Finding your voice

Finding your voice is about speaking, as much as possible, with a single tone.

However, this is not about generating monotony, but consistency.

Imagine your organisation as a single human being. With one voice, that person can tell a joke, deliver a eulogy and whisper a secret. They can sound sombre, whimsical or profound as the occasion demands, while still sounding like themselves.

This is the primary challenge of business communication, and it’s something we do unconsciously in any other context!

So start by simplifying. Examine those values your organisation holds dear and decide how they influence your tone.

The closer your voice is aligned with your vision, the more authentic and effective it will be.

Consider three prominent vision statements:

“To bring inspiration and innovation to every athlete in the world.” The company often appends founder Bill Bowerman’s statement, “If you have a body, you are an athlete.” – Nike

“To provide the tools and knowledge to allow entrepreneurs to compete successfully in the Fast Food industry worldwide, by consistently offering value to consumers through providing great tasting food that is good for them and made the way they want it.” – Subway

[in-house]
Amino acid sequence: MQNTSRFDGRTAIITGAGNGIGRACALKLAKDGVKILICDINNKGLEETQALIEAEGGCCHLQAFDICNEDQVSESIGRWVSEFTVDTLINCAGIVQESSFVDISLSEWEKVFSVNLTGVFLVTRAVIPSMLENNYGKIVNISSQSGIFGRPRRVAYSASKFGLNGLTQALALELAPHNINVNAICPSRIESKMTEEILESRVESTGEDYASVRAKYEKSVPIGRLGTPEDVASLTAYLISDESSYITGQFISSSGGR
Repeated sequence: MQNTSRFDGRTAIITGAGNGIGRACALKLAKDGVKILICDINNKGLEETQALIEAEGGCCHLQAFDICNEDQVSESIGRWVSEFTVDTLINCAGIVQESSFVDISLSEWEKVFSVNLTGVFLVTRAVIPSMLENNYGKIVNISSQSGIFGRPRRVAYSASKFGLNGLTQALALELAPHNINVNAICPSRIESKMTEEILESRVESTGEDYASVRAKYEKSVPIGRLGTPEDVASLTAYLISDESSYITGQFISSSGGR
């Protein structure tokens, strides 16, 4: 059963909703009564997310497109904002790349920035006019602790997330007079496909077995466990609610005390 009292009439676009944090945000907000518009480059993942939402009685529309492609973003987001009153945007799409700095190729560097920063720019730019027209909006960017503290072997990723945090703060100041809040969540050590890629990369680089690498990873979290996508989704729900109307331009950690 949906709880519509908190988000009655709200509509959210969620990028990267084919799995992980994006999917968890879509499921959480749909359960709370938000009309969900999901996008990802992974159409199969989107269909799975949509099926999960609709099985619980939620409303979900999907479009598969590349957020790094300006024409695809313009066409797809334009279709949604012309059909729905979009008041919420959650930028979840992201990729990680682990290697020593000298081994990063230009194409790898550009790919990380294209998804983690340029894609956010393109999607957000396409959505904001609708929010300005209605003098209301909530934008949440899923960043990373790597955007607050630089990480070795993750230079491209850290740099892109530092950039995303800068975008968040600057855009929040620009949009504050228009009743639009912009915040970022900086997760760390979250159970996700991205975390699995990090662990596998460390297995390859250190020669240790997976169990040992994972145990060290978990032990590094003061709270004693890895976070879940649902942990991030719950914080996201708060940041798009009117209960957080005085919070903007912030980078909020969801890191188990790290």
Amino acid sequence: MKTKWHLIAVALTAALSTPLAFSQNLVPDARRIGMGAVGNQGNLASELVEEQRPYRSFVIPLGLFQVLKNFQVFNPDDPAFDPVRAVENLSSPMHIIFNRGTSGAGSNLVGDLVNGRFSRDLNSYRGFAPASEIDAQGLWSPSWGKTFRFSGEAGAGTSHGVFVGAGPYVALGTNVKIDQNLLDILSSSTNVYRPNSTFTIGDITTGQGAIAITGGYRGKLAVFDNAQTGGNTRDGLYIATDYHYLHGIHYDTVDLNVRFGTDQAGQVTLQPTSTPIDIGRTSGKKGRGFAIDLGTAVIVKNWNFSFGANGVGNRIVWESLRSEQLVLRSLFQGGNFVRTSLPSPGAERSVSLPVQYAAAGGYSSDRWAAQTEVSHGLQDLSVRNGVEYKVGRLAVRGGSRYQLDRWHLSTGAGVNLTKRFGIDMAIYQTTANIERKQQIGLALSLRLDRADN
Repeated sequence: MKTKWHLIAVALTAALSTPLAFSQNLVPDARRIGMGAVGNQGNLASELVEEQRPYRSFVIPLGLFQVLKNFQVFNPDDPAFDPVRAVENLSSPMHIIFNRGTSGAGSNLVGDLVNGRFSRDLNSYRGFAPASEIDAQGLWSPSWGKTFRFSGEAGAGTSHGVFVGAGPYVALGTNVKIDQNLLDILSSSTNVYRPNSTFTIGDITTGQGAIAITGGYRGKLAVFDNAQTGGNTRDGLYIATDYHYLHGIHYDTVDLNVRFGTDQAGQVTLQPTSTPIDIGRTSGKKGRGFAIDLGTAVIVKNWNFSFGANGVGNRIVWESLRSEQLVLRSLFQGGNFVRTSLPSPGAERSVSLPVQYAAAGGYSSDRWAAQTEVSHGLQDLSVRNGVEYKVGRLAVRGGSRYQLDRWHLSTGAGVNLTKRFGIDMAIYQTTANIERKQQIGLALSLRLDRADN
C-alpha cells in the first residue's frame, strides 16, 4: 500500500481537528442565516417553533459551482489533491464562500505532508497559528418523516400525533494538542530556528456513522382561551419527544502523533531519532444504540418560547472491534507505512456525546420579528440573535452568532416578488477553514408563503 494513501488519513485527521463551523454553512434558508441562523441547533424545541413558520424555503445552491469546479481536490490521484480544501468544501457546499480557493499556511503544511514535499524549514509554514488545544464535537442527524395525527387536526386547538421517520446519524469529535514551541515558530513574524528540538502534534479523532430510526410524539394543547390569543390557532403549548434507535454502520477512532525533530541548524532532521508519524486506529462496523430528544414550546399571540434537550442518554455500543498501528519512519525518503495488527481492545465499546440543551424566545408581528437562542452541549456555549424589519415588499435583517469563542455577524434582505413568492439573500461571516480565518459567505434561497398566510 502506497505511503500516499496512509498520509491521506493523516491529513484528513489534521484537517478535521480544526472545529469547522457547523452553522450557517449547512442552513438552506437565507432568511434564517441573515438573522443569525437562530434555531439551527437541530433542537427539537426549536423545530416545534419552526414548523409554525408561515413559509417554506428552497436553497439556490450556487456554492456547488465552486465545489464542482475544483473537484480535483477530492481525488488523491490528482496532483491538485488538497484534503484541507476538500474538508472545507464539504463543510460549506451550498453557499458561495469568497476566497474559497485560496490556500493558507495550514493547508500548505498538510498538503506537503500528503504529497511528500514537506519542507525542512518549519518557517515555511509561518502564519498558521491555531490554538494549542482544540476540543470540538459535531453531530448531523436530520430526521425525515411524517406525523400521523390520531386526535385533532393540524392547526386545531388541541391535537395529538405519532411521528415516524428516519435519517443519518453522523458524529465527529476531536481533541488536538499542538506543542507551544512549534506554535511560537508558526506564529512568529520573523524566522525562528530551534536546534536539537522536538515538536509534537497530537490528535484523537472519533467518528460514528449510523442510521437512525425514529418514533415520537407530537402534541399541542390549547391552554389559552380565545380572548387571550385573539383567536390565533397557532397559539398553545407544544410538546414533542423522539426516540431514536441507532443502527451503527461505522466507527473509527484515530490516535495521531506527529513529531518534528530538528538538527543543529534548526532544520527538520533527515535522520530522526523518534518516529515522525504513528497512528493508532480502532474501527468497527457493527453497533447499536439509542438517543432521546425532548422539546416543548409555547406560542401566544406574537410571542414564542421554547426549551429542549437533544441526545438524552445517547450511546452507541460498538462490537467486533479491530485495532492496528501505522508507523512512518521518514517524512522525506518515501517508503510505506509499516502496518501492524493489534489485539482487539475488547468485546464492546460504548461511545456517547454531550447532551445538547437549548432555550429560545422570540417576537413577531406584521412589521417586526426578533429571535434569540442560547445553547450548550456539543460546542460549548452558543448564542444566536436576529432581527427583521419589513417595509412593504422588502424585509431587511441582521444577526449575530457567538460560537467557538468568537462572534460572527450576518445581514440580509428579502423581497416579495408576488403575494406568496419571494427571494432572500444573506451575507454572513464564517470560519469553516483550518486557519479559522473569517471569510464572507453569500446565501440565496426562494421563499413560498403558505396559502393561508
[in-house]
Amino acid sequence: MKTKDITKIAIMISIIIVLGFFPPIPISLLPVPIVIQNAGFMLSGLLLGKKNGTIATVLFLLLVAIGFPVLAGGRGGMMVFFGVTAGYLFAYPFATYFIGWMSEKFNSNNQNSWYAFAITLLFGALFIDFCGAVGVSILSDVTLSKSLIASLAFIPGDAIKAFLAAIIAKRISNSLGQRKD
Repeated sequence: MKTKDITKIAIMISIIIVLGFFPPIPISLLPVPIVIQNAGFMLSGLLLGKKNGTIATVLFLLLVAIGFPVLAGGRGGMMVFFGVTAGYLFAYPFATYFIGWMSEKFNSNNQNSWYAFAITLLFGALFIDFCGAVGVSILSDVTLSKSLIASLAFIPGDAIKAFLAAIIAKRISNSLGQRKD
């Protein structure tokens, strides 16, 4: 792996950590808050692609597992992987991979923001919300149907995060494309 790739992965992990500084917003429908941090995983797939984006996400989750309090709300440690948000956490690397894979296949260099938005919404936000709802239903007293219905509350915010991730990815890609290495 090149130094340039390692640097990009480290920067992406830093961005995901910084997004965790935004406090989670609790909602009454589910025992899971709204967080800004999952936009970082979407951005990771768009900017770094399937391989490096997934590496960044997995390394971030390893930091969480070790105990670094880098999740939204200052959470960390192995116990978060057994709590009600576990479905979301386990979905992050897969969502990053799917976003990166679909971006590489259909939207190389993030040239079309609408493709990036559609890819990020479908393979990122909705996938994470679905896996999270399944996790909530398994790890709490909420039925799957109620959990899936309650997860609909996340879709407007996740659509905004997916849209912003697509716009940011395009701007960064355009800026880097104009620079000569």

“Organize the world’s information and make it universally accessible and useful.” – Google

Take a look at any material from those organisations, and you should see the framework of that vision behind it, helping them to develop and maintain a consistent tone, and thereby a recognisable identity. Nike’s tone is imperative and aspirational – “Just do it.” Subway’s messaging (ironically, it might be argued) emphasises the local nature of their franchises and is similarly commanding – “Eat Fresh.” Google is adept at creating simple representations of data – “accessible and useful” – and keeping the tone (ostensibly) as neutral as possible.

Try to describe the current tone of your organisation in a single sentence.

Then invite others in…

This isn’t only about you: conversation requires multiple voices.

  • Who are your clients, your stakeholders and your staff?
  • How will your tone resonate with them?
  • How can it include (or exclude) them?

When in doubt, ask for feedback. Offer a survey, read your reviews, and be open to improvement. A human voice, wonderful though it might be, can still benefit from singing or speech lessons, and listening to your audience is the easiest way to recognise where you are and start growing.